'GCB': What the Critics Are Saying

ABC/Karen Real

Some say ABC's new comedy-drama could be a good replacement for "Desperate Housewives," while others say the show is struggling to spoof "superficiality without being superficial itself."

GCB, ABC’s new soap about a group of scheming Texas women was originally titled Good Christian Bitches, but then after a bit of outcry from some groups, changed to Good Christian Belles.

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The new series has been gaining plenty of media attention due to the controversial name change, and the supposed satire it plays on church in the South. It premeires on Sunday, March 4.

The series centers around Amanda (Leslie Bibb), the queen bee from high school who returns to Dallas to find that her high school peers have only gotten older and meaner. She has to deal with her high-maintenance mother, Gigi (Annie Potts), and her new neighbor and old high school classmate, Carlene “Kitten” Cockburn (Kristin Chenoweth).

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Critics praised the talented cast of the series, but many added that the show may have to grow past its “mean girl” shtick to succeed.

“There’s not a whole lot of subtlety in GCB, but there isn’t supposed to be,” writes The Hollywood Reporter’s Tim Goodman. “Created and written by Robert Harling, the show mixes the Texas lifestyle, Christianity, sex, riches, envy, revenge and sass into a sprawling, larger-than-life drama.

“For people looking for the next Housewives, GCB could be the perfect replacement. And no doubt the controversy will drive the curious to check it out. Either way, GCB probably will strike it rich,” added Goodman.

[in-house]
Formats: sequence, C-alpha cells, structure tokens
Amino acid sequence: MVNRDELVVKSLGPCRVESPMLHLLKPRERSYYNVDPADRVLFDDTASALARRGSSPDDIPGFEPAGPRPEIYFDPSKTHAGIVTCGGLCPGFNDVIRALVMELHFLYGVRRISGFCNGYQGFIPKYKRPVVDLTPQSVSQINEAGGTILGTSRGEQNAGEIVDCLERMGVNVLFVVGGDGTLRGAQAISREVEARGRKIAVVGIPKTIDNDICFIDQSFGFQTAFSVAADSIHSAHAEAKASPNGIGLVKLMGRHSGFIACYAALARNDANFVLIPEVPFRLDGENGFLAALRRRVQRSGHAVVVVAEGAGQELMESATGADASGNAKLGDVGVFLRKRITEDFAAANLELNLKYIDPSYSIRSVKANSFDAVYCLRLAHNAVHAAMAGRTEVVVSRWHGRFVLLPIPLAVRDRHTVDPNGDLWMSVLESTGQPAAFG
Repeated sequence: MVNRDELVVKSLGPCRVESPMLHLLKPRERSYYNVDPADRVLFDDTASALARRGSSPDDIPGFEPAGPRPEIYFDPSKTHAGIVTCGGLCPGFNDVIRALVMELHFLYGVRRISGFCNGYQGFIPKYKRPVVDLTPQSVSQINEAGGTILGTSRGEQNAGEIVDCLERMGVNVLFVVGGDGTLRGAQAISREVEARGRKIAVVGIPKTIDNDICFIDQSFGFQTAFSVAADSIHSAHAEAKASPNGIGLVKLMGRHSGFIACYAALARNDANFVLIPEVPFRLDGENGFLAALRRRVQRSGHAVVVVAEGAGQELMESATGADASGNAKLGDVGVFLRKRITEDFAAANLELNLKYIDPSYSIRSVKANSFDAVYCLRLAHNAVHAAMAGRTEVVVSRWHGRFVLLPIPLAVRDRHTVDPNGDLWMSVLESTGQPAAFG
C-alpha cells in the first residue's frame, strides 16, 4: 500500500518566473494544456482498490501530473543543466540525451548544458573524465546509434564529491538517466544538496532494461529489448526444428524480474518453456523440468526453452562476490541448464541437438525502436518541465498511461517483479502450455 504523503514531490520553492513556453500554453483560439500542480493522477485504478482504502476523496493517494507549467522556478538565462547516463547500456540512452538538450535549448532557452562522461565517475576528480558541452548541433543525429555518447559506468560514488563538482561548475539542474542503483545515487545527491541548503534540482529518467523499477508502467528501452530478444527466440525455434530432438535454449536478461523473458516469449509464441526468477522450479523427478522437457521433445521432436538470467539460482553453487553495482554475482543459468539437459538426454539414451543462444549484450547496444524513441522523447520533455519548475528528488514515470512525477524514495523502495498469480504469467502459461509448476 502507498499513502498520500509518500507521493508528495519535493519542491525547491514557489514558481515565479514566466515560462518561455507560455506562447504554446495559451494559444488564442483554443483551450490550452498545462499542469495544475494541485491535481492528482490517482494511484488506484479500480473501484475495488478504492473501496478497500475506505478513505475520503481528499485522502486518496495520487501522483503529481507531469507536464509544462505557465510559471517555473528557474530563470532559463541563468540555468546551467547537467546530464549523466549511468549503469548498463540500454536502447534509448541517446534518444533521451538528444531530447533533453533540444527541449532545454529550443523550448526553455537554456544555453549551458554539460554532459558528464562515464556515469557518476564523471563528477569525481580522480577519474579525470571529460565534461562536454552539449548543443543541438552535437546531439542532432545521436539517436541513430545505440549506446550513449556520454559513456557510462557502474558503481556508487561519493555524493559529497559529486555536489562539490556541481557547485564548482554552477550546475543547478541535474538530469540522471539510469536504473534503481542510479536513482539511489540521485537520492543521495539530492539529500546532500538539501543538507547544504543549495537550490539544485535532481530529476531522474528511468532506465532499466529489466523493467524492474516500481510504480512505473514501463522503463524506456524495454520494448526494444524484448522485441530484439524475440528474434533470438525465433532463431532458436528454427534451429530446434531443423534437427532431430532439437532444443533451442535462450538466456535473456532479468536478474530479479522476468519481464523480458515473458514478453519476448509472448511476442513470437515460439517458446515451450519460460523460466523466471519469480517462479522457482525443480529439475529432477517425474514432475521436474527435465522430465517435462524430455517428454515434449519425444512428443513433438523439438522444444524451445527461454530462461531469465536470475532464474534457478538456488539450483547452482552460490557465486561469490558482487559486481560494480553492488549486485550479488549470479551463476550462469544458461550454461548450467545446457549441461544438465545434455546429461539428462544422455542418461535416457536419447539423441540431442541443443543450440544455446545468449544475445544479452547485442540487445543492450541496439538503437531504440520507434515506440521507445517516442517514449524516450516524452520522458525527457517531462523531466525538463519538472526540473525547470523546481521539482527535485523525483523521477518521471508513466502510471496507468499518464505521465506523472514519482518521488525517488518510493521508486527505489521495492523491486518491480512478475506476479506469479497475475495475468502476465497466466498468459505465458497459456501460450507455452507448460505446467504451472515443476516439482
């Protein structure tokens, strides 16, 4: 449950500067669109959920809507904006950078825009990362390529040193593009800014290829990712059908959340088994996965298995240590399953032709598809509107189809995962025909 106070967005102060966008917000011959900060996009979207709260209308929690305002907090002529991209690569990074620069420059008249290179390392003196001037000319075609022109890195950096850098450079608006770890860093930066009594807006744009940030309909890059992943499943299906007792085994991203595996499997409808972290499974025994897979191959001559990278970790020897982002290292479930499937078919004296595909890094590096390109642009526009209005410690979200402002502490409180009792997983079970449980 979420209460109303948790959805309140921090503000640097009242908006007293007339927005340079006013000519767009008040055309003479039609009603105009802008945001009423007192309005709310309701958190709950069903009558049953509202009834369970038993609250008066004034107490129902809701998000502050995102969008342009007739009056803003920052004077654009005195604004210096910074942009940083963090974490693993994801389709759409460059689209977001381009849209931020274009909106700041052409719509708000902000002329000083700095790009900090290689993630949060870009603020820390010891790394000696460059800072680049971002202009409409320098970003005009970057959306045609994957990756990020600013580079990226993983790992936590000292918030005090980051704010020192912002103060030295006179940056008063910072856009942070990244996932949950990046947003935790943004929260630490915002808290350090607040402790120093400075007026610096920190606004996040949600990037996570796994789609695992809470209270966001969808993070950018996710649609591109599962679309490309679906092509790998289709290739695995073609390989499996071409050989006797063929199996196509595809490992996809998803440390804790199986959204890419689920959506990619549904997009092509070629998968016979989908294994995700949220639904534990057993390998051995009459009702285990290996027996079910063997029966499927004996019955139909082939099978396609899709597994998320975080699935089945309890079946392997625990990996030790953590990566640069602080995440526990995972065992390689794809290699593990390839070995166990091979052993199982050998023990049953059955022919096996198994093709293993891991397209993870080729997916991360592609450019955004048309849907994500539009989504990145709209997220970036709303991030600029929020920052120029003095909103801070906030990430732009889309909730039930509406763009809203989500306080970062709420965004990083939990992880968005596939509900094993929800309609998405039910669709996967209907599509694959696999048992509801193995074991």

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“Where both Steel Magnolias and Desperate Housewives allowed even the most scheming and silly characters a solid core of humanity, GCB offers a parade of women that are such stereotypes of wealthy white Southern femininity they might as well be in drag,” write The Los Angeles Times’ Mary McNamara.

“The problem for GCB is that it hasn’t yet figured out a way to be a soap that spoofs superficiality without being superficial itself,” writes Time’s James Poniewozik.

“That’s not to say the show is never fun, because it is,” adds Poniewozik. “A fine cast, including Potts and Miriam Shor have a grand old time with roles that give them an unrestricted credit line of camp.”

GCB is certainly a satire on Bible-thumpers accessorized in Guccis and Marc Jacobs fuchsia blouses -- but it's one that's only intermittently sharp or funny,” writes Newsday’s Verne Gay. “Potts' Gigi gets the best lines and steals every scene that she's in like an accomplished thief.

GCB is neither an act of piety nor heresy. Mostly a waste of its stars, Leslie Bibb and Kristin Chenoweth, the series turns the clever concept of setting a show in a church into an utterly routine round of mean-girl slagging,” writes Alyssa Rosenberg of The Atlantic.

Sarah Rodman of the Boston Globe writes that the show “doesn’t quite add up to the most entertaining possible result, given the promise of the splendid cast and creative minds involved.”

“Every actor on the screen has done good work in the past and brings a positive - if not necessarily likable - quality to their character,” Rodman adds.